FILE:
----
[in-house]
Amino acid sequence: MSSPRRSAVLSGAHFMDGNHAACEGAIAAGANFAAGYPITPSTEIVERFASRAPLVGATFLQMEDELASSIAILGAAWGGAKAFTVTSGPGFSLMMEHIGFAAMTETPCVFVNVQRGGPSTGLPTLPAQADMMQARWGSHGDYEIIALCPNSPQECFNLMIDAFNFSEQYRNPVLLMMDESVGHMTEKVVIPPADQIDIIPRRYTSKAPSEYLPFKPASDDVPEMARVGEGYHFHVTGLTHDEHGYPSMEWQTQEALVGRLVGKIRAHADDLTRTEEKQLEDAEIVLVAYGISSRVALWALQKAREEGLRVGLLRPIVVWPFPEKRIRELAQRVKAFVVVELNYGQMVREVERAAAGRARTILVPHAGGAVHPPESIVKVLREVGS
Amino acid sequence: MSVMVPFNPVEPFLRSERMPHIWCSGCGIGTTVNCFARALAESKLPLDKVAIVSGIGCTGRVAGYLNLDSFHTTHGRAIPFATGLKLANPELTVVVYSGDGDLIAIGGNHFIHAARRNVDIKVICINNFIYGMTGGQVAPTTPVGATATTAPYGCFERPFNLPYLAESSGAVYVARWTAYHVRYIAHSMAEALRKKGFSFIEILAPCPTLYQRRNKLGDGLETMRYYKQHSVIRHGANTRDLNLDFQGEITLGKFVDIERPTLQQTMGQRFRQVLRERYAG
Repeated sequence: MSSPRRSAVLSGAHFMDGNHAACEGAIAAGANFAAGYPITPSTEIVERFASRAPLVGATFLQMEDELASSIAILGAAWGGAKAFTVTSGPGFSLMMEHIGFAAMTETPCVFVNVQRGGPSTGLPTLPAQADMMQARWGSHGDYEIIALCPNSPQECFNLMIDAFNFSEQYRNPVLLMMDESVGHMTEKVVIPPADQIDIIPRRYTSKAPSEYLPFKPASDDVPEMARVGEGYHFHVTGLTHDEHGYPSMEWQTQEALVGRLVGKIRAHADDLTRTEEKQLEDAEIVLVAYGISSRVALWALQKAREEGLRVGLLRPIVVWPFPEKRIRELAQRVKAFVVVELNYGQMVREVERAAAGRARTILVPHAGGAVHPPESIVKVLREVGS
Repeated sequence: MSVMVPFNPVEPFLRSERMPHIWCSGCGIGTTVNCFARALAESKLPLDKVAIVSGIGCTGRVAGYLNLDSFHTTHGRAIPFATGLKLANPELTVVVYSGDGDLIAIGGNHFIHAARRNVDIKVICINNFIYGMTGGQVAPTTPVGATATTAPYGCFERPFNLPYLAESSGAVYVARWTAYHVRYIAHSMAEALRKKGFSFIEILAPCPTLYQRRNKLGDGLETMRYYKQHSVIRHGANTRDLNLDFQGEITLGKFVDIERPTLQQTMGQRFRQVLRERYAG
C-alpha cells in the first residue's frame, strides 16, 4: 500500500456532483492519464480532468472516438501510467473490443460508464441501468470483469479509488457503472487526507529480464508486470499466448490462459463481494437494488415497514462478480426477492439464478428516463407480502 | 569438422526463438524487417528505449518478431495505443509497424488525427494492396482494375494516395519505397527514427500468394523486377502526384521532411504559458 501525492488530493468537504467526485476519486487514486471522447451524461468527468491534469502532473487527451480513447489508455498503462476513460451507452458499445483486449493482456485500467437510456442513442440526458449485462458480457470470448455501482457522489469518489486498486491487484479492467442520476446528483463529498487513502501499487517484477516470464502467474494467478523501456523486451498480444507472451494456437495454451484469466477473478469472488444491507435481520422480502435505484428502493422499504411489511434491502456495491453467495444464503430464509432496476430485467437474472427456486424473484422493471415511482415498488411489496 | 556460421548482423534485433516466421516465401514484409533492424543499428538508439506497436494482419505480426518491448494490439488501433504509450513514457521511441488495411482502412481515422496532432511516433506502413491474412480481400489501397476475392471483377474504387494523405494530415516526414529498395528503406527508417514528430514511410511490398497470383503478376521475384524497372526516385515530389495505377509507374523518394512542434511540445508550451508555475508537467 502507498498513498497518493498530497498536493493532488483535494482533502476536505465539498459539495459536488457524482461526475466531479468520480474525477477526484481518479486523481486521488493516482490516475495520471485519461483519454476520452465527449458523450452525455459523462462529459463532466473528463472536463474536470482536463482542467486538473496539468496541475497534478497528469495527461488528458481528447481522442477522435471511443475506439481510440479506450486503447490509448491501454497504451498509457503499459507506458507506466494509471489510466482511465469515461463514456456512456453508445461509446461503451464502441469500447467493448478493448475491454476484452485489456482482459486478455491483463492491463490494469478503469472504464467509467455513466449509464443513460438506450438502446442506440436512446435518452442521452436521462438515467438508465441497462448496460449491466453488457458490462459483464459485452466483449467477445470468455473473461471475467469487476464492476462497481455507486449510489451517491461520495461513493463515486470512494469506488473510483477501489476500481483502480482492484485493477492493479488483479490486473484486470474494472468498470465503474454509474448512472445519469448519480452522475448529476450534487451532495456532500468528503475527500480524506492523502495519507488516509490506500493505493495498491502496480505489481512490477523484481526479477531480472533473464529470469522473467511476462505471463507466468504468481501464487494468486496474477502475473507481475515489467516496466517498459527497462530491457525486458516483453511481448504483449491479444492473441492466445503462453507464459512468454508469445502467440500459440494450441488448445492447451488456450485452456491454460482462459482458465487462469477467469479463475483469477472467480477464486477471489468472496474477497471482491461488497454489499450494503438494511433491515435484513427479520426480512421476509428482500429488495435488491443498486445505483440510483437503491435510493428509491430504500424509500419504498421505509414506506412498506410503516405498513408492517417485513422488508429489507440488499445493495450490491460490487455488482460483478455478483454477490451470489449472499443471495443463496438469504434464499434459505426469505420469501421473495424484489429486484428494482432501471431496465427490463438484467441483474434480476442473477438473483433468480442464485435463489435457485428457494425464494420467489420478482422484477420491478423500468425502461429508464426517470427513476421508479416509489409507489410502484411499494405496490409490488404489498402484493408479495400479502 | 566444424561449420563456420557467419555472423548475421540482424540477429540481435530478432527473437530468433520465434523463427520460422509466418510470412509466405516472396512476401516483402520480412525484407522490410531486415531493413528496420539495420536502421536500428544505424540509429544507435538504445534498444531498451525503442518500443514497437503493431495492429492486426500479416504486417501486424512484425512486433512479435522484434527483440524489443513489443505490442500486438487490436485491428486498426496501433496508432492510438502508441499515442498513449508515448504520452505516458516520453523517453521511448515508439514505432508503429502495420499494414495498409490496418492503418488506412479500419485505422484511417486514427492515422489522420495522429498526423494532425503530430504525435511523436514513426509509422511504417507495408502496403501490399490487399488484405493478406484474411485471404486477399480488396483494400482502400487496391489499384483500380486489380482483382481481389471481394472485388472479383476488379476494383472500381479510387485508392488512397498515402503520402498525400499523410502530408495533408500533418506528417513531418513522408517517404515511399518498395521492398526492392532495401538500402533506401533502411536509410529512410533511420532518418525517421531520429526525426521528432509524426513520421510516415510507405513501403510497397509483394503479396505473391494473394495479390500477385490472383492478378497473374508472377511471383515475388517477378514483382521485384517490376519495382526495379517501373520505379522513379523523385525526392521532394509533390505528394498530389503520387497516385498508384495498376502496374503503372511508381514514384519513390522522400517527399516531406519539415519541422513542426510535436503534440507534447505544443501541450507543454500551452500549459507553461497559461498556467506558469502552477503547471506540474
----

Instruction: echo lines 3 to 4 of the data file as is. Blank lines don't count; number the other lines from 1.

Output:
Amino acid sequence: MSVMVPFNPVEPFLRSERMPHIWCSGCGIGTTVNCFARALAESKLPLDKVAIVSGIGCTGRVAGYLNLDSFHTTHGRAIPFATGLKLANPELTVVVYSGDGDLIAIGGNHFIHAARRNVDIKVICINNFIYGMTGGQVAPTTPVGATATTAPYGCFERPFNLPYLAESSGAVYVARWTAYHVRYIAHSMAEALRKKGFSFIEILAPCPTLYQRRNKLGDGLETMRYYKQHSVIRHGANTRDLNLDFQGEITLGKFVDIERPTLQQTMGQRFRQVLRERYAG
Repeated sequence: MSSPRRSAVLSGAHFMDGNHAACEGAIAAGANFAAGYPITPSTEIVERFASRAPLVGATFLQMEDELASSIAILGAAWGGAKAFTVTSGPGFSLMMEHIGFAAMTETPCVFVNVQRGGPSTGLPTLPAQADMMQARWGSHGDYEIIALCPNSPQECFNLMIDAFNFSEQYRNPVLLMMDESVGHMTEKVVIPPADQIDIIPRRYTSKAPSEYLPFKPASDDVPEMARVGEGYHFHVTGLTHDEHGYPSMEWQTQEALVGRLVGKIRAHADDLTRTEEKQLEDAEIVLVAYGISSRVALWALQKAREEGLRVGLLRPIVVWPFPEKRIRELAQRVKAFVVVELNYGQMVREVERAAAGRARTILVPHAGGAVHPPESIVKVLREVGS